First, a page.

Sunday, June 28, 2009

And I thought Little Joe's were cute!

The Mercury program had Little Joe.
Apollo had Little Joe II.
They were built for inflight testing of the escape towers
under multiple flight conditions, in order to man-rate
them as crew launch abort systems in the event of post
launch emergency. Ares-IX is currently configured with
a LAS tower with a conical capsule shroud. NASA is
working on a block II version with a bulkier but
aerodynamically much better ogive shroud.
I spent over a day searching and reading what I could
find, but I couldn't find much of anything on the Ares I
LAS tower testing. Some pics of motor ground testing,
and a couple vague references to pad abort testing, but
no Little Joe III so far.

Now enter the MLAS, The Max Launch Abort System.
BTW; Max doesn't stand for maximum but for Maxime
Faget, a Mercury program engineer and patent holder
on the Mercury escape tower.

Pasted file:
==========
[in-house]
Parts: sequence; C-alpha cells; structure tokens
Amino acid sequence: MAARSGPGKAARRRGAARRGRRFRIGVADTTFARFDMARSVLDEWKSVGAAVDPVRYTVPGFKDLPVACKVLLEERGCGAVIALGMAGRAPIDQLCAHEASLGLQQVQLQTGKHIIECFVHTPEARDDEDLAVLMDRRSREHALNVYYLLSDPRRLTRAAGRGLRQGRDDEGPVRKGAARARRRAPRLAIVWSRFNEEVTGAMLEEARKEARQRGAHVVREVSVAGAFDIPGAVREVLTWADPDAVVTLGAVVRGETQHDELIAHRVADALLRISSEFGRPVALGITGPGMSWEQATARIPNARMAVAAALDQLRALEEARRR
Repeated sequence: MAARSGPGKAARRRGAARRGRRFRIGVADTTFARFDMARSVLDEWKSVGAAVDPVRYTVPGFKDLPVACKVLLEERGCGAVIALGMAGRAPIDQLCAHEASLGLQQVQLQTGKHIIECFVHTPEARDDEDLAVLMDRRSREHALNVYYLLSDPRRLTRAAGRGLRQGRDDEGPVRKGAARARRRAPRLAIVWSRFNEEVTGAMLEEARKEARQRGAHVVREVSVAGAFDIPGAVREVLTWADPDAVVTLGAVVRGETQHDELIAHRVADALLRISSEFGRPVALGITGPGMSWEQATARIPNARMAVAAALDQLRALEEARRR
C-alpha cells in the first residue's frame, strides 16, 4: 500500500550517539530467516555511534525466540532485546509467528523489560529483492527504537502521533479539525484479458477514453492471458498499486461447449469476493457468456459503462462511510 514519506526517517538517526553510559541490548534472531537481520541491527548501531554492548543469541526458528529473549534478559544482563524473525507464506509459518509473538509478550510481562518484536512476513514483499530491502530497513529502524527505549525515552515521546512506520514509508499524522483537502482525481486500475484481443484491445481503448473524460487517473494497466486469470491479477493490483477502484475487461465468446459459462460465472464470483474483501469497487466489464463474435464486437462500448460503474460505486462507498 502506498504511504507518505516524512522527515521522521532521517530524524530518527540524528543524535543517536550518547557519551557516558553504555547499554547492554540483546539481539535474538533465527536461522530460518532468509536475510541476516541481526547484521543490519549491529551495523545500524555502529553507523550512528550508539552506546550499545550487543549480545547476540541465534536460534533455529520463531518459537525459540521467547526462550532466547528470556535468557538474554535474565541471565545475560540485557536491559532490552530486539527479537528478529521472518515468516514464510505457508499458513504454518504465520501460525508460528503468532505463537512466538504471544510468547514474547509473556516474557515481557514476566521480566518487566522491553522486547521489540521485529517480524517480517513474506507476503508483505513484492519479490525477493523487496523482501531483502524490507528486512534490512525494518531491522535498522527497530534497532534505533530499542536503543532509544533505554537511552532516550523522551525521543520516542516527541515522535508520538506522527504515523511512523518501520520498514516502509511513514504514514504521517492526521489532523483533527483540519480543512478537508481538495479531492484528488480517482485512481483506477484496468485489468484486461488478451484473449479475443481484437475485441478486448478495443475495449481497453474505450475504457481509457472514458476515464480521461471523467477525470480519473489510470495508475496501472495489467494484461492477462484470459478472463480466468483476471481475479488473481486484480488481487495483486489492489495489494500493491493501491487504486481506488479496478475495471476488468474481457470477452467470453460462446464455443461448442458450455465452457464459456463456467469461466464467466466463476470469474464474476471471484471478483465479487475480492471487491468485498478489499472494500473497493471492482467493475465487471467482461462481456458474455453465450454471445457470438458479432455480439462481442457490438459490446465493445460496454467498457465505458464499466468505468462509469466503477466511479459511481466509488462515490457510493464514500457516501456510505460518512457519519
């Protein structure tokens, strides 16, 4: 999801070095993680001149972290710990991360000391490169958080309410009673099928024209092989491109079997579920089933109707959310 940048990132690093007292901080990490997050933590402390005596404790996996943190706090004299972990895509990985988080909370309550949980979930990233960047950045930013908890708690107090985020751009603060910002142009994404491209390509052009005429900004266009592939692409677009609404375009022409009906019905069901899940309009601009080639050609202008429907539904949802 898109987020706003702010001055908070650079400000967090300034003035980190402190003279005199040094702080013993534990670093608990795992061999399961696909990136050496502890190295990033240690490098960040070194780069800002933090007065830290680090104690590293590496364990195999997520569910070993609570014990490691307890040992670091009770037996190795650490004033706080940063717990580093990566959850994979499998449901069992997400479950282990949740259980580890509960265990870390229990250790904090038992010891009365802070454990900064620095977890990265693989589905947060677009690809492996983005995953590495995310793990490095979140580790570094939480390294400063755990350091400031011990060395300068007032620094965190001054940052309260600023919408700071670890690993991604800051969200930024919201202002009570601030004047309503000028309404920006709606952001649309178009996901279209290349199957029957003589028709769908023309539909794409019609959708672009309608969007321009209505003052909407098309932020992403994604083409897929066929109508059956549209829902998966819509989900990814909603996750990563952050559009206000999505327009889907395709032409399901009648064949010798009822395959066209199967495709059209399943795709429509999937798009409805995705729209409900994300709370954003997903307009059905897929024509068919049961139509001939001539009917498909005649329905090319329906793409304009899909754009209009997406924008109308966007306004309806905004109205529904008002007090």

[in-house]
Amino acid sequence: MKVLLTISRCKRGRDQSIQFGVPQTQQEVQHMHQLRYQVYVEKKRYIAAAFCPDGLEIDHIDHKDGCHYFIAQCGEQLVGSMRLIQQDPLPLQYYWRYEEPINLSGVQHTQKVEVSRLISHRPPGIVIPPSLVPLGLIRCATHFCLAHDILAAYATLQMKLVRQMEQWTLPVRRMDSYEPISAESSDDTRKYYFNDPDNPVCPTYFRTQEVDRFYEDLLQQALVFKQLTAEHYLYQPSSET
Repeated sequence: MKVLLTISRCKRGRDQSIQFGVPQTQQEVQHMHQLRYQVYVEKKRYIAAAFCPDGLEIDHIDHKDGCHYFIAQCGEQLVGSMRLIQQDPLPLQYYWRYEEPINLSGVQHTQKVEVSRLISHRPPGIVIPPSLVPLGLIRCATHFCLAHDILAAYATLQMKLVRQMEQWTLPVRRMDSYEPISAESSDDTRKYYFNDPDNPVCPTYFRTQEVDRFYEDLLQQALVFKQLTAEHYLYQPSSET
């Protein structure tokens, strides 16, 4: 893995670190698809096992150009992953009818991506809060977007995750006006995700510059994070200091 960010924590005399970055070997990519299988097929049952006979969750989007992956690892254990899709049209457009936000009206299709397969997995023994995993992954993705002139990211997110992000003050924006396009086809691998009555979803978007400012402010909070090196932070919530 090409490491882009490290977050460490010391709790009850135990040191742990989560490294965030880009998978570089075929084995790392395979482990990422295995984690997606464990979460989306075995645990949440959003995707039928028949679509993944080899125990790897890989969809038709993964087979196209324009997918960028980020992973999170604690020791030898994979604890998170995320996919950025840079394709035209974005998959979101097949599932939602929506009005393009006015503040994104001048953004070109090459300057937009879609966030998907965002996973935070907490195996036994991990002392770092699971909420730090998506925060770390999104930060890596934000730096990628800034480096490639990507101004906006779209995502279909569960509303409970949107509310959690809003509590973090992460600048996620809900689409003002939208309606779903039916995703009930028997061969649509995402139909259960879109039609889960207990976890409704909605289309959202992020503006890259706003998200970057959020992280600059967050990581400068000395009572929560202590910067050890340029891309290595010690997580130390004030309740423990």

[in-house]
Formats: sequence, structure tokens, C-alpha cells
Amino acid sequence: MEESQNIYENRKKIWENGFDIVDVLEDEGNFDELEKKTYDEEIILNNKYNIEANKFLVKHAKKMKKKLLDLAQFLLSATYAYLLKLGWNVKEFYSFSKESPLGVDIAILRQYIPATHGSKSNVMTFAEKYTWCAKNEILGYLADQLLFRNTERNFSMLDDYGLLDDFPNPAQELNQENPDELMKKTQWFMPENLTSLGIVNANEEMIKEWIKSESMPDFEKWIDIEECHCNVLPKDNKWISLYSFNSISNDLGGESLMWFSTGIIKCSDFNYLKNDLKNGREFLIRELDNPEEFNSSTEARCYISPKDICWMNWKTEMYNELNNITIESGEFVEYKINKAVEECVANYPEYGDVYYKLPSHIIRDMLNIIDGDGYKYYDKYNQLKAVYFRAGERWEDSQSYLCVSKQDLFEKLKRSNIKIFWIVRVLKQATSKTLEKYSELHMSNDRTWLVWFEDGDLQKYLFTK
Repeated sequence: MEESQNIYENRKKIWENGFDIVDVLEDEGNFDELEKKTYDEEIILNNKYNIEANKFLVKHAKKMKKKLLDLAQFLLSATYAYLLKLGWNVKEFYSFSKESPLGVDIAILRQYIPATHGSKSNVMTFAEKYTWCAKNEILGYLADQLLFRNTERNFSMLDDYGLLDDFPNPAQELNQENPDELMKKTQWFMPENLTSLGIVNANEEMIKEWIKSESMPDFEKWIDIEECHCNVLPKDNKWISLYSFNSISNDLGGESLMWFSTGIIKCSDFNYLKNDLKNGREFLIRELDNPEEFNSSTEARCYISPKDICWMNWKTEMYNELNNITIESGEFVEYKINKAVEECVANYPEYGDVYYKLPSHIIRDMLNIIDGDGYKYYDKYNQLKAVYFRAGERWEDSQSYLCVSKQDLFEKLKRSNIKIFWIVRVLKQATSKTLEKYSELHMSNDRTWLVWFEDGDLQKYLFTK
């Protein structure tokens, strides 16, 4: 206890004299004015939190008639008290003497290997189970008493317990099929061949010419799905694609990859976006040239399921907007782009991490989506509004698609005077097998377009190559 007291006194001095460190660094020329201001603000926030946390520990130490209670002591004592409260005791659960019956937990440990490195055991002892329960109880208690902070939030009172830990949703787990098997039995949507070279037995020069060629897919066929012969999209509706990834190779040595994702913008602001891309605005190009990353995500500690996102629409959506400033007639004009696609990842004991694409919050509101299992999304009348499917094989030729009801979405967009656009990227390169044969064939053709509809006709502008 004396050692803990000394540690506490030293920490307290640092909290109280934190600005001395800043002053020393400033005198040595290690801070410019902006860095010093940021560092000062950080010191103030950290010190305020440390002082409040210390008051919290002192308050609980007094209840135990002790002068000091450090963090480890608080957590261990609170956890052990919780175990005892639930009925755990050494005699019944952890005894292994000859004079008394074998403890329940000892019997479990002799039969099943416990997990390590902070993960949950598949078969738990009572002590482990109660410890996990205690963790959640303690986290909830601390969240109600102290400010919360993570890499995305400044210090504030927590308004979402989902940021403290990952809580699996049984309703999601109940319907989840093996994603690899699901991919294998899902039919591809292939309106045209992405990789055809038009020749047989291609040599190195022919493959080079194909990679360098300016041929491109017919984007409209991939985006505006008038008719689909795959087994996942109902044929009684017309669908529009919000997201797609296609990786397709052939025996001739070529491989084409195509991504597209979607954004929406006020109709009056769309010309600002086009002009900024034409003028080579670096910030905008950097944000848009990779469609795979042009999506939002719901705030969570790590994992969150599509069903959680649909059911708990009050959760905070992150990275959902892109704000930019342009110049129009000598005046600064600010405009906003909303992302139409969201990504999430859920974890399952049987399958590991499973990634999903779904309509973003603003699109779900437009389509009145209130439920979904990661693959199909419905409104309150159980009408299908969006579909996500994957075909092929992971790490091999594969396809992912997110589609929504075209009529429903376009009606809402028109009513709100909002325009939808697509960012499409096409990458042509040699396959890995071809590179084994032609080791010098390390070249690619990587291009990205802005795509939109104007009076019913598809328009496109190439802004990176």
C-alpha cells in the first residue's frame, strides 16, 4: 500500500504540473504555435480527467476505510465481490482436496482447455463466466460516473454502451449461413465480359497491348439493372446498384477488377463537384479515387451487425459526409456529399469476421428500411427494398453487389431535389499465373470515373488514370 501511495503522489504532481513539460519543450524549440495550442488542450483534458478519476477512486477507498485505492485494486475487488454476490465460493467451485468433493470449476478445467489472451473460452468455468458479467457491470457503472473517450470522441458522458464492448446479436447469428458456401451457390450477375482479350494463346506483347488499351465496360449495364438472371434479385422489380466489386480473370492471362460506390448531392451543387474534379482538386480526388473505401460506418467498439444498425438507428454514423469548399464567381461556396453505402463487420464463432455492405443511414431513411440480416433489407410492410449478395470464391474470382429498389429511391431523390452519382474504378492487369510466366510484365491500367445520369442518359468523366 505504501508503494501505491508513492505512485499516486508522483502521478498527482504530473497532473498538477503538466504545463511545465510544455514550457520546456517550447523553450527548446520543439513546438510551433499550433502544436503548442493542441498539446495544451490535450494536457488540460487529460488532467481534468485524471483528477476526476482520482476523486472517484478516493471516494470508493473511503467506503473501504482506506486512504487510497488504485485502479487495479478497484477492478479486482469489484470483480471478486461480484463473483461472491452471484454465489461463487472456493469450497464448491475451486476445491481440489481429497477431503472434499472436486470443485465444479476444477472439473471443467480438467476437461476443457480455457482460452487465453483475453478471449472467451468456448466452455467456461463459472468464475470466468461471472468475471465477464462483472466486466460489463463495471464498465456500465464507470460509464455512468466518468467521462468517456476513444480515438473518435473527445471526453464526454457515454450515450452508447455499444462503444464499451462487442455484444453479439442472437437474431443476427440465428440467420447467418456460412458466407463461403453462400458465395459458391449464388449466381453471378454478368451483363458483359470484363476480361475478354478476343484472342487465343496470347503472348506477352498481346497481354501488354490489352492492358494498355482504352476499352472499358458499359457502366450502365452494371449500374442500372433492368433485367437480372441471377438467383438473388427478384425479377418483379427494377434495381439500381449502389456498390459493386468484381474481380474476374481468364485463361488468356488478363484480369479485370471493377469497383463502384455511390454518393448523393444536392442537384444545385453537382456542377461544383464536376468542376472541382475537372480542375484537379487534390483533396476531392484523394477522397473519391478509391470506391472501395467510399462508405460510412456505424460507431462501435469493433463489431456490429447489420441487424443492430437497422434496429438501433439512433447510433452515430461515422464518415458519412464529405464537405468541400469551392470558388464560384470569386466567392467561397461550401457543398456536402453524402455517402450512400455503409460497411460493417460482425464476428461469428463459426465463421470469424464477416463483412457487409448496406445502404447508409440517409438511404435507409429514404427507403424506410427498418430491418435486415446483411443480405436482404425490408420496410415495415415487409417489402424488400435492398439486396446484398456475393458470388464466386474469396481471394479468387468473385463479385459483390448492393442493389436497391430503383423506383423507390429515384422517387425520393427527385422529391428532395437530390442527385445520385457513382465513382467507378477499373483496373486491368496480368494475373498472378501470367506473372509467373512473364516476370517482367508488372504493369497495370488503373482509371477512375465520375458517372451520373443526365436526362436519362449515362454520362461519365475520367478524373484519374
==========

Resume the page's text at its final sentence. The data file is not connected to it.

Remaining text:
With the improved aerodynamics and the rocket motors
imbedded in the shroud itself, this is touted as being
much lighter, and I daresay, simpler too.
Call it an Ares I LAS Block III I guess.

And the MLAS test vehicle?
Wahoo!  I want to build one!
The MLAS test vehicle is currently awaiting it's 1st
flight on a pad at Wallops Island VA having sat through
several weather delays throughout June.
The C of O chart above illustrates the first flight profile,
just high enough [1 mile] to test launch, stability,
separation, the recovery system and Dataq..
Later tests would use live abort motors at various
speeds and altitudes, both higher and lower.

If Plan B shuttle, in the post below, ever gets flown
with an Orion capsule on board, this'll be the LAS
needed for the job.

I wonder if the Soviets ever had any LAS test vehicles?

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